b. Breach of Contract. Plaintiffs claim a contractual right to pension benefits from the City and assert that these benefits were improperly denied. (D.I. 4 Ex. A at 4-10)
c. Breach of Implied Covenant of Good Faith and Fair Dealing. Plaintiffs allege that Defendants acted in bad faith by misrepresenting the options available to Plaintiffs during the transition of control of the City power plant in 1996. (D.I. 4 Ex. A at 10-11)
d. Violation of 42 U.S.C. § 1983 (Koenig and Hawkins). Plaintiffs assert a "right of informational privacy" grounded in the First, Third, Fourth, Fifth, and Ninth Amendments of the U.S. Constitution, which Defendants Koenig and Hawkins allegedly violated by publishing documents containing Plaintiffs' personal information. (D.I. 4 Ex. A at 11-12)
e. Violation of Delaware Const. Art. 1, §9 (Koenig and Hawkins). Plaintiffs assert a violation of their rights under the Delaware Constitution. (D.I. 4 Ex. A at 12-14)
f. Violation of 42 U.S.C. § 1983 (City and Council). As in the fourth count, above, Plaintiffs assert that the City and Council violated their right to privacy by publication of their personal information. Plaintiffs further allege in this count that the City and Council acted with deliberate indifference to Plaintiffs' rights, specifically by failing to supervise or train City and Council employees or personnel. (D.I. 4 Ex. A at 14-15)

5. Plaintiffs seek declaratory relief as well as compensatory and actual damages, consequential damages, costs and attorney fees, pre- and post-judgment interest, and punitive damages. (D.I. 1 Ex. A at 12-13)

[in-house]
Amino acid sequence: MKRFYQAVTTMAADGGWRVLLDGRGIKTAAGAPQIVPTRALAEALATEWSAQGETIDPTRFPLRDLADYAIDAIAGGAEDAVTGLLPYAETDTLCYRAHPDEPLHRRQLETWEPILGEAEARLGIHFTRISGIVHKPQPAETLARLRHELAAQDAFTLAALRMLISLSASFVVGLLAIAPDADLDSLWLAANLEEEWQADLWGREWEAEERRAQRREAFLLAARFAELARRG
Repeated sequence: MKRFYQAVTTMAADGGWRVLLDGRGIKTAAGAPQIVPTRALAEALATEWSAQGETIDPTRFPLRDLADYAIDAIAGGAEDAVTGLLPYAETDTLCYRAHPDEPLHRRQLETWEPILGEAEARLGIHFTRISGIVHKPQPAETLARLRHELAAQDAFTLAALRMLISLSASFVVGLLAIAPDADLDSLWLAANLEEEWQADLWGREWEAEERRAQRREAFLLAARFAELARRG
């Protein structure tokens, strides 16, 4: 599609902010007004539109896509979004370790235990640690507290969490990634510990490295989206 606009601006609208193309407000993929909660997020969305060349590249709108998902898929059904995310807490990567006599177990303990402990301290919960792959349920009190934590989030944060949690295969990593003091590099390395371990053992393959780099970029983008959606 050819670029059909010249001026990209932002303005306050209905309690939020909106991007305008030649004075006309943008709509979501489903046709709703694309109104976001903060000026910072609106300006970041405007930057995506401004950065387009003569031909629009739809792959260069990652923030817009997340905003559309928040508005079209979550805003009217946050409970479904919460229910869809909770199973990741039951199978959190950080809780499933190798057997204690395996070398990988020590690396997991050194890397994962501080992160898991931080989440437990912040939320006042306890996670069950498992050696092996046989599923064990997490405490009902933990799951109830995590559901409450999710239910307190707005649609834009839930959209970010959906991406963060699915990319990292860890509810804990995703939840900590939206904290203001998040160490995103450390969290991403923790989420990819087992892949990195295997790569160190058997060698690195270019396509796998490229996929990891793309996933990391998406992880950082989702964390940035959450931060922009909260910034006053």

6. On January 29, 2014, Defendants filed a motion for partial dismissal of the § 1983 claims and the Delaware Constitution claim, pursuant to Fed. R. Civ. Proc. 12(b)(6) for failure to state a claim on which relief may be granted. (D.I. 3)[1] Evaluating a motion to dismiss under Federal Rule of Civil Procedure 12(b)(6) requires the Court to accept as true all well-pled factual allegations of the complaint. See Spruill v. Gillis, 372 F.3d 218, 223 (3d Cir. 2004). "The issue is not whether a plaintiff will ultimately prevail but whether the claimant is entitled to offer evidence to support the claims." In re Burlington Coat Factory Sec. Litig., 114 F.3d 1410, 1420 (3d Cir. 1997) (internal quotation marks omitted). Thus, the Court may grant such a motion to dismiss only if, after "accepting all well-pleaded allegations in the complaint as true, and viewing them in the light most favorable to plaintiff, plaintiff is not entitled to relief" Maio v. Aetna, Inc., 221 F.3d 472, 481-82 (3d Cir. 2000) (internal quotation marks omitted). However, "[t]o survive a motion to dismiss, a civil plaintiff must allege facts that raise a right to relief above the speculative level on the assumption that the allegations in the complaint are true (even if doubtful in fact)." Victaulic Co. v. Tieman, 499 F.3d 227, 234 (3d Cir. 2007) (quoting Bell Atl. Corp. v. Twombly, 550 U.S. 544, 555 (2007)). A claim is facially plausible "when the plaintiff pleads factual content that allows the court to draw the reasonable inference that the defendant is liable for the misconduct alleged." Ashcroft v. Iqbal, 556 U.S. 662, 678 (2009). At bottom, "[t]he complaint must state enough facts to raise a reasonable expectation that discovery will reveal evidence of [each] necessary element" of a plaintiff's claim. Wilkerson v. New Media Tech. Charter Sch. Inc., 522 F.3d 315, ...